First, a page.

“Portuguese food has always been great,” Vieira adds. “But if we [chefs] can add our know-how. We can take it to another level—and thankfully, that’s what’s happening at the moment.”
Here are the need-to-know restaurants for any trip to Portugal—all by chefs that have recently returned home to create a bright future for Portuguese cuisine.
“I wanted to be closer to the ingredients I was cooking with,” says 27-year-old chef Antonio Galapito after years of cooking Portuguese food at Taberna do Mercado in London’s Old Spitalfields Market. Now, in a bright, plant-filled dining room on the first floor of the Lisboans hotel, he makes a twist on beef tartare, using Portuguese cows that have been grazing the land for years to develop deep, intensely flavored meat. Rather than present it purely raw, he grills the beef and cold-smokes it with red eucalyptus for three hours, and then stuffs it into grilled cabbage leaves sourced from one of the country’s oldest organic farms. Another signature that hasn’t left the menu since day one is a plate of buttery, garlicky cockles with chard and crispy bread crumbs.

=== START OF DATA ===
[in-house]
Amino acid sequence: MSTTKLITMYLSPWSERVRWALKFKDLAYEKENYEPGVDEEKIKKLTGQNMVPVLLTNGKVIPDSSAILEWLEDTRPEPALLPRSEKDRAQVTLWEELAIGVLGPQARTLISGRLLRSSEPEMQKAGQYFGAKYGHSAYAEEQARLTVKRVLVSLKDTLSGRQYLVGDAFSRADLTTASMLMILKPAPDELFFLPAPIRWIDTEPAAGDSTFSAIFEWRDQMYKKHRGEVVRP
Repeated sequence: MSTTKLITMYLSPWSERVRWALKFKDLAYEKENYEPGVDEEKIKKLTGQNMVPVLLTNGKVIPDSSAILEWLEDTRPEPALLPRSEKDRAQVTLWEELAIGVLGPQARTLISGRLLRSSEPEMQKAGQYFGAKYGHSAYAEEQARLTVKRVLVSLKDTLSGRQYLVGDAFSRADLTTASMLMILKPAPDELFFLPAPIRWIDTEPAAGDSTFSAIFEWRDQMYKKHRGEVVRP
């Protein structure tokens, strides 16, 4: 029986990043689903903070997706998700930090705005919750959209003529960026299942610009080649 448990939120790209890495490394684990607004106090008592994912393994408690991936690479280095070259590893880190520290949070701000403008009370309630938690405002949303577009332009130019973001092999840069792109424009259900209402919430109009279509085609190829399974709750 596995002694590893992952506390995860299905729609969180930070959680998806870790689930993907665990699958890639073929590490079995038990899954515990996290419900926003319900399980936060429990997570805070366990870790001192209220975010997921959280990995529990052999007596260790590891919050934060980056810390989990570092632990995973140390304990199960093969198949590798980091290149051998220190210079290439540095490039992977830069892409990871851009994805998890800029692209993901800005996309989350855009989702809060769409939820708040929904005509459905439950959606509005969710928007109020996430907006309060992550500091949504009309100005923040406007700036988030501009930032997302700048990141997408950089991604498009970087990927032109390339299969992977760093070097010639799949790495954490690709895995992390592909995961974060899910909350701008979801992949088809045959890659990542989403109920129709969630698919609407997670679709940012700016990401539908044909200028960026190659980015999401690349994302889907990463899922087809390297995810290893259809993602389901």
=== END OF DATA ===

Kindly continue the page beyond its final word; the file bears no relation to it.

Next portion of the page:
“This is what Prado really is,” he says, “simple Portuguese products cooked well.”
Fortaleza do Guincho, Cascais
After 15 years abroad, chef Miguel Rocha Vieira returned to Portugal in 2015 with Hungary’s very first Michelin star on his resume. The opportunity to become head chef at Fortaleza do Guincho, a historic fortress transformed into an elegant Relais & Chateaux beach resort in his hometown of Cascais, seemed like the perfect full-circle narrative. “I’m the first Portuguese chef here,” he says. “I felt that I had to leave my mark.”